There’s no telling what visitors will encounter in Haunted Fort Casey this year. Program Specialist Sharon Young-Hale thought of and organizes the effort that attracted more than 2,800 people to the park last year. Photo by Laura Guido/Whidbey News-Times

There’s no telling what visitors will encounter in Haunted Fort Casey this year. Program Specialist Sharon Young-Hale thought of and organizes the effort that attracted more than 2,800 people to the park last year. Photo by Laura Guido/Whidbey News-Times

Haunted Fort Casey ready to welcome thrill seekers

Fort Casey evokes images in the mind’s eye of sweeping views of Puget Sound, batteries with deep historical roots and — for this month — clowns, zombies and perhaps a werewolf or two.

A team of volunteers will again haunt the fort, which brave visitors can enjoy starting 6:30 p.m. Oct. 25 and 26. Tickets must be purchased in advance and are $10, available at Whidbey Playhouse’s website www.whidbeyplayhouse.com. Proceeds go toward restoration of the historic Admiralty Head Lighthouse and includes entrance to the fort, Haunted Switchboard and kid zone.

Although there are activities for young children available as well, it’s not recommended that the faint of heart venture into the fort’s haunted chambers.

“My goal is to scare the living daylights out of everybody,” said Ben Honeycutt of Whidbey Playhouse.

He’s charged with the night’s theatrics and was reticent with details of this year’s event, but assured that it would be creepy. Groups of 10 people at a time will be guided through the echoey, dimly lit corridors, and each room will present its own theme and its own scares.

The first half of the journey through the fort will include a more “traditional” haunted house experience, similar but not identical to how the fort has looked in the past. Later on, Honeycutt said there will be a “bio-hazard” event.

After the accident, something will be let loose in the fort.

“You’re going into zombieville,” he said.

Haunted Fort Casey was the brainchild of Fort Casey Program Specialist Sharon Young-Hale and started with 500 guests its first night in 2015. Last year, more than 1,100 people attended each night and 2,841 total came.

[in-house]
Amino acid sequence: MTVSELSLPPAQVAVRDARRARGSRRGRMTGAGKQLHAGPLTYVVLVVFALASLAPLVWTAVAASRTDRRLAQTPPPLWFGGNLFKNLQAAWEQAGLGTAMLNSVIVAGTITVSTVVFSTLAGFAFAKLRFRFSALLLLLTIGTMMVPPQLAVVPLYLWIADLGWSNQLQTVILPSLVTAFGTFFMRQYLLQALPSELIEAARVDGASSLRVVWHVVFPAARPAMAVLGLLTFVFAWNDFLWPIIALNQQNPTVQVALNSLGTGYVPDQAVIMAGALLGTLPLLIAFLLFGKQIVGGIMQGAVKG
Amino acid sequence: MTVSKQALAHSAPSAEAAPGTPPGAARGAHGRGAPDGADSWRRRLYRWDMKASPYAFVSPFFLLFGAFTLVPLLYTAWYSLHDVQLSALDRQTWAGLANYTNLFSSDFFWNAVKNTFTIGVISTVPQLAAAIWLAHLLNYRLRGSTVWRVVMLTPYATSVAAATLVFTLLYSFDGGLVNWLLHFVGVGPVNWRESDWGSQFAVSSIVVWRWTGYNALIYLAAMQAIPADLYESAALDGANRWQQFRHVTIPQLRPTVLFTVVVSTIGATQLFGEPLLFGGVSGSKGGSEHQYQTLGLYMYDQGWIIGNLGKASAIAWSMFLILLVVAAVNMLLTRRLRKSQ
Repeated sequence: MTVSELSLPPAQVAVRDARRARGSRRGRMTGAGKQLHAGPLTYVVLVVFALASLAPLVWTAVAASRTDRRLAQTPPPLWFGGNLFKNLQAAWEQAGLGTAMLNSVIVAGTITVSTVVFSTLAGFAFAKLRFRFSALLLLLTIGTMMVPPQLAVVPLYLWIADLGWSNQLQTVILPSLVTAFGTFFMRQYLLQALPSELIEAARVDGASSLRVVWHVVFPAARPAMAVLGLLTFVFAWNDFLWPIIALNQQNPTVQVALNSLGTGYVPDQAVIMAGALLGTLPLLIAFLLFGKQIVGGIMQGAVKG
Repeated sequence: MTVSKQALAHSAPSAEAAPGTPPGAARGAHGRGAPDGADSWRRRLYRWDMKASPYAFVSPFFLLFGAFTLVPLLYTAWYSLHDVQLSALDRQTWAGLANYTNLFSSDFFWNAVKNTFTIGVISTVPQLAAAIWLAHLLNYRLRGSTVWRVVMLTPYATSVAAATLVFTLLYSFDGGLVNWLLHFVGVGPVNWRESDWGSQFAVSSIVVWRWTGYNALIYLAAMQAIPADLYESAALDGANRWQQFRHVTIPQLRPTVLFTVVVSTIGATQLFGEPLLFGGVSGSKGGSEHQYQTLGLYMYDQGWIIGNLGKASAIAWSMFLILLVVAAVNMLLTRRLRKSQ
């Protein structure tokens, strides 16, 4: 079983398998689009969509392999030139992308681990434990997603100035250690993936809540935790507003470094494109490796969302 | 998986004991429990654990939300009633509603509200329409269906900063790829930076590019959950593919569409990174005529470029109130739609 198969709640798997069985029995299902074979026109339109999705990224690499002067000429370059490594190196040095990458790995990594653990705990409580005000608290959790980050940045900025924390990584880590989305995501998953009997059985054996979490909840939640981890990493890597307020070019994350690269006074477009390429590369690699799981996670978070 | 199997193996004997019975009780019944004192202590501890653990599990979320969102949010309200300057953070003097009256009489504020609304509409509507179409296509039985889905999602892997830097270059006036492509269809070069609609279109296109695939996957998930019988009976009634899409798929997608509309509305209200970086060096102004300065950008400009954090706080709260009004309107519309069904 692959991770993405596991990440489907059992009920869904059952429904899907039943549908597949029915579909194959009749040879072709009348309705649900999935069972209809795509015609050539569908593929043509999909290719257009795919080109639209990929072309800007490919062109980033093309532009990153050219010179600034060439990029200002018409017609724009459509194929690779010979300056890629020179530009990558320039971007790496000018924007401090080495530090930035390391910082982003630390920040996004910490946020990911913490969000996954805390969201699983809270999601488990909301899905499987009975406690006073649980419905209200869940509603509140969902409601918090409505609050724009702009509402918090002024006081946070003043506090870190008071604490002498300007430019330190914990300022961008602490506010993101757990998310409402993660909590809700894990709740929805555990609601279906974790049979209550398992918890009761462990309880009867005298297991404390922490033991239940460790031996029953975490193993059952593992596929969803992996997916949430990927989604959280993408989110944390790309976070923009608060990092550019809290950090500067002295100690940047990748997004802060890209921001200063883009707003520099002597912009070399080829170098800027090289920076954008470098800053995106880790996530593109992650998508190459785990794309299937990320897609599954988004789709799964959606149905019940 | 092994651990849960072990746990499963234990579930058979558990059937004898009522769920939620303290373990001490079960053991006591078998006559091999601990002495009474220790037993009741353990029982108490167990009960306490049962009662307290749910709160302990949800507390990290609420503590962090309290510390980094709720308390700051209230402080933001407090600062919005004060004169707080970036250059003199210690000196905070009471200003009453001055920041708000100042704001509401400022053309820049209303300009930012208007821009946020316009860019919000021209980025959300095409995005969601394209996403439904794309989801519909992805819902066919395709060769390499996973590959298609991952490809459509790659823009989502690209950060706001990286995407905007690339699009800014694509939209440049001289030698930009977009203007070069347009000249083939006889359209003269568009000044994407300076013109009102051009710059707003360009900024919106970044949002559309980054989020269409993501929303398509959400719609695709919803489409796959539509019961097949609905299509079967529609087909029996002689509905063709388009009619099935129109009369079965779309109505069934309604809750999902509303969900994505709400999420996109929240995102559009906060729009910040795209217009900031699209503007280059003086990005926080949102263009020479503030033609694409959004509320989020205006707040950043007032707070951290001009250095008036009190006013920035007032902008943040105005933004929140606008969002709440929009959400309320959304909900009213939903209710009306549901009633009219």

The fort has reached capacity, Young-Hale said, and to manage the crowds this year the event went to pre-sale tickets only. The tickets are for hour increments and the number of people allowed per hour is limited. Total sales will be capped at 2,000.

However, not every aspect of the evening has to be scary. There’ll be a food vendor, hot drinks and Trick or Treat Street, where local businesses will be handing out candy. Children can also enjoy a bouncy house, ghost story room and little ones age 10 and under will have a special area for games.

However, those who dare may venture deeper into the fort and explore the Haunted Switchboard. No telling what will be encountered in the complete darkness of the narrow space between the outer bunker and the old communication room.

Visitors must arrive within the time slot on their tickets and will be required to show verification before entering.

The hour blocks go from 6:30 to 9:30 and the fort closes at 10:30 both nights.

More than 100 volunteers are needed in a variety of positions to pull off the two nights of frightening fun. Young-Hale said she still needs more people to help with parking, line control and ticketing. Honeycutt said he’s also looking for people interested in scaring.

Those who don’t have any acting experience need not worry, there aren’t any lines for the most part, he said.

He’s hoping to get at least 20 more people so the actors can take breaks throughout the night.

“It’s extraordinarily hard work,” Honeycutt said of scaring people.

“But it’s so much fun for us to actually do.”

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